in a schoolbag, and a normal position BASF cassette (chrome wasn't
available in 1971)!
the Melbourne concert out of the way, Pink Floyd made their way to
Sydney for an afternoon performance at Randwick Racecourse. Before they
went on stage, they were interviewed for the GTK (Get To Know)
programme in one of the rooms at Randwick (see transcription in the
Pink Floyd Interviews section of this site). The GTK programme was a
short (five to ten minute) music show that was screened weeknights
before the 6pm news. The Floyd interview lasted for nearly nine
minutes. This is the only interview on film that features all four
members talking together!
As yet, no audio recording of the
Sydney concert has surfaced, but the GTK programme aired a two minute,
fifteen second film with audio taken from the Ummagumma version of
Careful With That Axe, Eugene. This showed the band surrounded by the
audience with the cameraman at the top of the stands, achieving good
closeups of the band, stage, and audience. It is not known how much of
the concert was filmed, but this segment is all that has survived. The
third part of the GTK show was a two and a half minute clip for Set The
Controls using the Saucerful album version. It featured three girls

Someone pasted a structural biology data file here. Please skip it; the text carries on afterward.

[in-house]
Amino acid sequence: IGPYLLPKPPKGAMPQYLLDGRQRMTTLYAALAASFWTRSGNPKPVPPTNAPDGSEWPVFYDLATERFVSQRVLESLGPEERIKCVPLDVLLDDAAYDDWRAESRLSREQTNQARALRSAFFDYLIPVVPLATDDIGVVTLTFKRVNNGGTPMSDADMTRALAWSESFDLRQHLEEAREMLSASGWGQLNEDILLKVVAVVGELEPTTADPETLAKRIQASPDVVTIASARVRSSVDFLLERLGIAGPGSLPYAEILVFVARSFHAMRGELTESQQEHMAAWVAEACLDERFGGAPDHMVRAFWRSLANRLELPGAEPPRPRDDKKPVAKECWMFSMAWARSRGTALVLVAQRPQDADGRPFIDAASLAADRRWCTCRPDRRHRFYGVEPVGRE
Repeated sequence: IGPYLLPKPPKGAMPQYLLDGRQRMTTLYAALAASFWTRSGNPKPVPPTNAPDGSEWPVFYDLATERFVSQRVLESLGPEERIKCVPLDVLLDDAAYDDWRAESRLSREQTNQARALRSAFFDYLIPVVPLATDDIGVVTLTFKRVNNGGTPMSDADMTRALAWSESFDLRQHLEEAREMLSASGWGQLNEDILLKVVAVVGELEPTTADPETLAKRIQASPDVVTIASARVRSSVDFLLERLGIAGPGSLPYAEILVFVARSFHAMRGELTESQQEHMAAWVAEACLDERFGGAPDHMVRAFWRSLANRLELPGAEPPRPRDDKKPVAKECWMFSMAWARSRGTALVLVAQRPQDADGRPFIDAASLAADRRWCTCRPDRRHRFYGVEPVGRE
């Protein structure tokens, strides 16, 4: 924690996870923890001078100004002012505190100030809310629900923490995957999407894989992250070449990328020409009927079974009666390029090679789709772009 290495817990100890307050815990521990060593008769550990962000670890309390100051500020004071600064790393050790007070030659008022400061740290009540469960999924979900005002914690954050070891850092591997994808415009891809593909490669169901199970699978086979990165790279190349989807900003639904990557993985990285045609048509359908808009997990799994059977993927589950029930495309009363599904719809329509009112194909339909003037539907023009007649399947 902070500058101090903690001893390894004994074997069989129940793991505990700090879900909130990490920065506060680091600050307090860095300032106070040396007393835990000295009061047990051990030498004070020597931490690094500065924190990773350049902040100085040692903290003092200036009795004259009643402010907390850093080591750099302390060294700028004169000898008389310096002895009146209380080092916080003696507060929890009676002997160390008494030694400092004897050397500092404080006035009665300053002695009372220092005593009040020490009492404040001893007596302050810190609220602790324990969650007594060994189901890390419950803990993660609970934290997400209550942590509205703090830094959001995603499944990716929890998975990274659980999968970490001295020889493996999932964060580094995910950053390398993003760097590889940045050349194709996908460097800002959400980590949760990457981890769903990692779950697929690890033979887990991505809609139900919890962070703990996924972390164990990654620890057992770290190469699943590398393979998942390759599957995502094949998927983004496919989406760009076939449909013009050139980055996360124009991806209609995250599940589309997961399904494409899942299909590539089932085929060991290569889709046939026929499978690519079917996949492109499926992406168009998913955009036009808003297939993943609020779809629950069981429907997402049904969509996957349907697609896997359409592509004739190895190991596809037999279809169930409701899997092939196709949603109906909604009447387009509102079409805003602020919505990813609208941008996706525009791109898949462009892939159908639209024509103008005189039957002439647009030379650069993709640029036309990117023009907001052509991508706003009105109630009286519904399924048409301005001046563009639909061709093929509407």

running around in the desert and is an Australian only promo. This was
broadcast after the band left Australia on Tuesday 17th August 1971.
No one here (Australia) who saw
the Floyd in 1971 knows anything about a 1972 tour. I am still seeking
information on this, but I believe the March 1972 dates were cancelled
as was the Japan gig on the 11th March 1971.
Note: This article first appeared in Brain Damage Magazine
Report by Peter Calcroft
I, too, attended the Sydney show
in question, in 1971. Unfortunately it was a very poor show, and the
author above is right in blaming the organisers... it was not at all
the fault of the band.
There was a gale force wind
blowing across the audience and the band was huddled together on a
small, makeshift stage that barely contained their equipment. The
sound, that we the audience heard, was just a loud din, barely
recognisable as music. I can still remember the look of frustration and
distress on David Gilmour and Roger Waters faces as they tried to make
the best of the appalling conditions. I made up for it, however, by
seeing them again, under ideal circumstances this time, whilst visiting
the UK some years later. This later show remains one of the main
highlights of my more than thirty years of concert going.
Please understand, though, I was
only thirteen years old at the time, and had not yet developed any
sense of the importance of what I was witnessing on that day in 1971.
However, even as a boy, I was quite perceptive and able to recognise
the fact that the problems of that afternoon were not of the bands'
What also surprised me was the
small size of the crowd. I don't know the exact numbers but it couldn't
have been more than four or five thousand people. That, and the "host",
"on-stage announcer", call him what you will, pleading with the crowd,
"Please, people, The Pink Floyd are perfectionists!". This, in response
to the moans and groans from the audience about the delays in getting
the show started.